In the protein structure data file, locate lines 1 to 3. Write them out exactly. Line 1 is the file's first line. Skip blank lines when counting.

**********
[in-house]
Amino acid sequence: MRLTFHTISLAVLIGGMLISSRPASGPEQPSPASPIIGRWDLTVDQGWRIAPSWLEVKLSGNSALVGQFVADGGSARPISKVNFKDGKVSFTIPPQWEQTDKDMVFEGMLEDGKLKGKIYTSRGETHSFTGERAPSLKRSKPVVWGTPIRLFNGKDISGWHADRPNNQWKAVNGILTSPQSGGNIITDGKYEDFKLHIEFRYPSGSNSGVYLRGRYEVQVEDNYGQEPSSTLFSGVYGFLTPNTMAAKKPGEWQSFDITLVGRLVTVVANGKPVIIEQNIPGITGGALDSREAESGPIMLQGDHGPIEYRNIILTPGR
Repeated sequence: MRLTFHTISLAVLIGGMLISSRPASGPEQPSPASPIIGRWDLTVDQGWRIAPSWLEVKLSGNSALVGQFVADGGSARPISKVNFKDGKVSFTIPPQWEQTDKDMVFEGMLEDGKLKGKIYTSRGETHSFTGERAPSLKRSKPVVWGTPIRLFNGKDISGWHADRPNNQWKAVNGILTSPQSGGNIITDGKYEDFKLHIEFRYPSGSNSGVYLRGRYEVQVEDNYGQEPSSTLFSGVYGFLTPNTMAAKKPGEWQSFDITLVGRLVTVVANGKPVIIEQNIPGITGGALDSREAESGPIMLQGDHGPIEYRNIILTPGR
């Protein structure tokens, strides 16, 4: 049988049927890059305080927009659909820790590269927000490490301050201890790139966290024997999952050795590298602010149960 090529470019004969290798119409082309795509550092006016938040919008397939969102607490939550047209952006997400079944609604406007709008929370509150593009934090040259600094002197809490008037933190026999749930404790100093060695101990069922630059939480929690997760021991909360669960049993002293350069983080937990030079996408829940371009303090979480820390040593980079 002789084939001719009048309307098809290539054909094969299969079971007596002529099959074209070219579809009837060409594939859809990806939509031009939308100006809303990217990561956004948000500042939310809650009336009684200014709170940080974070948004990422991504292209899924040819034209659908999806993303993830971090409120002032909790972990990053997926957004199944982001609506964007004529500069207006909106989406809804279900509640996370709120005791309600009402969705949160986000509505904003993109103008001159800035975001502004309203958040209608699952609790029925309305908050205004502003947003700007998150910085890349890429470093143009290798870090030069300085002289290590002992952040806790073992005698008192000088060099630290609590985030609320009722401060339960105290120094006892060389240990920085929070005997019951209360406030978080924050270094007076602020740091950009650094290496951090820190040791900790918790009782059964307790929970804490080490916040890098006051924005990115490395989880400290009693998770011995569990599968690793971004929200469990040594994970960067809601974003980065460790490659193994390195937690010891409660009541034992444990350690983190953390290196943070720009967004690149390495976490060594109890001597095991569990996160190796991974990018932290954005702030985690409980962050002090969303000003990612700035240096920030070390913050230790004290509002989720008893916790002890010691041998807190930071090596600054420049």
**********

[in-house]
Amino acid sequence: MRLTFHTISLAVLIGGMLISSRPASGPEQPSPASPIIGRWDLTVDQGWRIAPSWLEVKLSGNSALVGQFVADGGSARPISKVNFKDGKVSFTIPPQWEQTDKDMVFEGMLEDGKLKGKIYTSRGETHSFTGERAPSLKRSKPVVWGTPIRLFNGKDISGWHADRPNNQWKAVNGILTSPQSGGNIITDGKYEDFKLHIEFRYPSGSNSGVYLRGRYEVQVEDNYGQEPSSTLFSGVYGFLTPNTMAAKKPGEWQSFDITLVGRLVTVVANGKPVIIEQNIPGITGGALDSREAESGPIMLQGDHGPIEYRNIILTPGR
Repeated sequence: MRLTFHTISLAVLIGGMLISSRPASGPEQPSPASPIIGRWDLTVDQGWRIAPSWLEVKLSGNSALVGQFVADGGSARPISKVNFKDGKVSFTIPPQWEQTDKDMVFEGMLEDGKLKGKIYTSRGETHSFTGERAPSLKRSKPVVWGTPIRLFNGKDISGWHADRPNNQWKAVNGILTSPQSGGNIITDGKYEDFKLHIEFRYPSGSNSGVYLRGRYEVQVEDNYGQEPSSTLFSGVYGFLTPNTMAAKKPGEWQSFDITLVGRLVTVVANGKPVIIEQNIPGITGGALDSREAESGPIMLQGDHGPIEYRNIILTPGR